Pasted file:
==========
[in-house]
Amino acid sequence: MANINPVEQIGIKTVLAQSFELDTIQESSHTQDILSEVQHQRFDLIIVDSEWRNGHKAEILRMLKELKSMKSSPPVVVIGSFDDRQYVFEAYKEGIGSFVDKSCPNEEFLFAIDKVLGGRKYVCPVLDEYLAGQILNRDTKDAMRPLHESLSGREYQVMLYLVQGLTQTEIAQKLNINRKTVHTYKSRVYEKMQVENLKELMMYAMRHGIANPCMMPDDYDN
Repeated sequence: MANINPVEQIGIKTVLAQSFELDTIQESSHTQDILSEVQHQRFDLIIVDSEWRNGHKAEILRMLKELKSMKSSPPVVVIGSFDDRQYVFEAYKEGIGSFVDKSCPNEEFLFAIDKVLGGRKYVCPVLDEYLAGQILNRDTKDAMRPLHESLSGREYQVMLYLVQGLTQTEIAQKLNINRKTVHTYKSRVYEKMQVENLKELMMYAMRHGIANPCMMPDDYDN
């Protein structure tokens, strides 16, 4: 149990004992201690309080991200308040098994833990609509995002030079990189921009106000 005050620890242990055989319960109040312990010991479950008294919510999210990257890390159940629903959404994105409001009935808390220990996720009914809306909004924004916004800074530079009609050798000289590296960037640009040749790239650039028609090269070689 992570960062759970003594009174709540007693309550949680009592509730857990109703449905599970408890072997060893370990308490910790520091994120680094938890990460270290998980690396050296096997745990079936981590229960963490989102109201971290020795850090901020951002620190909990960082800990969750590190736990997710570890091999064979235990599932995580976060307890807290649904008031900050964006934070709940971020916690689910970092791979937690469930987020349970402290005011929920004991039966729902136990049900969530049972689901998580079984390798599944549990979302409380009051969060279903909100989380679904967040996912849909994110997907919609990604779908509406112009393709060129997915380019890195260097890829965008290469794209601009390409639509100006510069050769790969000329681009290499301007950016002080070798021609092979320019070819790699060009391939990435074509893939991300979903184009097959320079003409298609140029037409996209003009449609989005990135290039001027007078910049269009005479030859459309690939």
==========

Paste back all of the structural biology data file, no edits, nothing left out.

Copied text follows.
[in-house]
Amino acid sequence: MANINPVEQIGIKTVLAQSFELDTIQESSHTQDILSEVQHQRFDLIIVDSEWRNGHKAEILRMLKELKSMKSSPPVVVIGSFDDRQYVFEAYKEGIGSFVDKSCPNEEFLFAIDKVLGGRKYVCPVLDEYLAGQILNRDTKDAMRPLHESLSGREYQVMLYLVQGLTQTEIAQKLNINRKTVHTYKSRVYEKMQVENLKELMMYAMRHGIANPCMMPDDYDN
Repeated sequence: MANINPVEQIGIKTVLAQSFELDTIQESSHTQDILSEVQHQRFDLIIVDSEWRNGHKAEILRMLKELKSMKSSPPVVVIGSFDDRQYVFEAYKEGIGSFVDKSCPNEEFLFAIDKVLGGRKYVCPVLDEYLAGQILNRDTKDAMRPLHESLSGREYQVMLYLVQGLTQTEIAQKLNINRKTVHTYKSRVYEKMQVENLKELMMYAMRHGIANPCMMPDDYDN
């Protein structure tokens, strides 16, 4: 149990004992201690309080991200308040098994833990609509995002030079990189921009106000 005050620890242990055989319960109040312990010991479950008294919510999210990257890390159940629903959404994105409001009935808390220990996720009914809306909004924004916004800074530079009609050798000289590296960037640009040749790239650039028609090269070689 992570960062759970003594009174709540007693309550949680009592509730857990109703449905599970408890072997060893370990308490910790520091994120680094938890990460270290998980690396050296096997745990079936981590229960963490989102109201971290020795850090901020951002620190909990960082800990969750590190736990997710570890091999064979235990599932995580976060307890807290649904008031900050964006934070709940971020916690689910970092791979937690469930987020349970402290005011929920004991039966729902136990049900969530049972689901998580079984390798599944549990979302409380009051969060279903909100989380679904967040996912849909994110997907919609990604779908509406112009393709060129997915380019890195260097890829965008290469794209601009390409639509100006510069050769790969000329681009290499301007950016002080070798021609092979320019070819790699060009391939990435074509893939991300979903184009097959320079003409298609140029037409996209003009449609989005990135290039001027007078910049269009005479030859459309690939």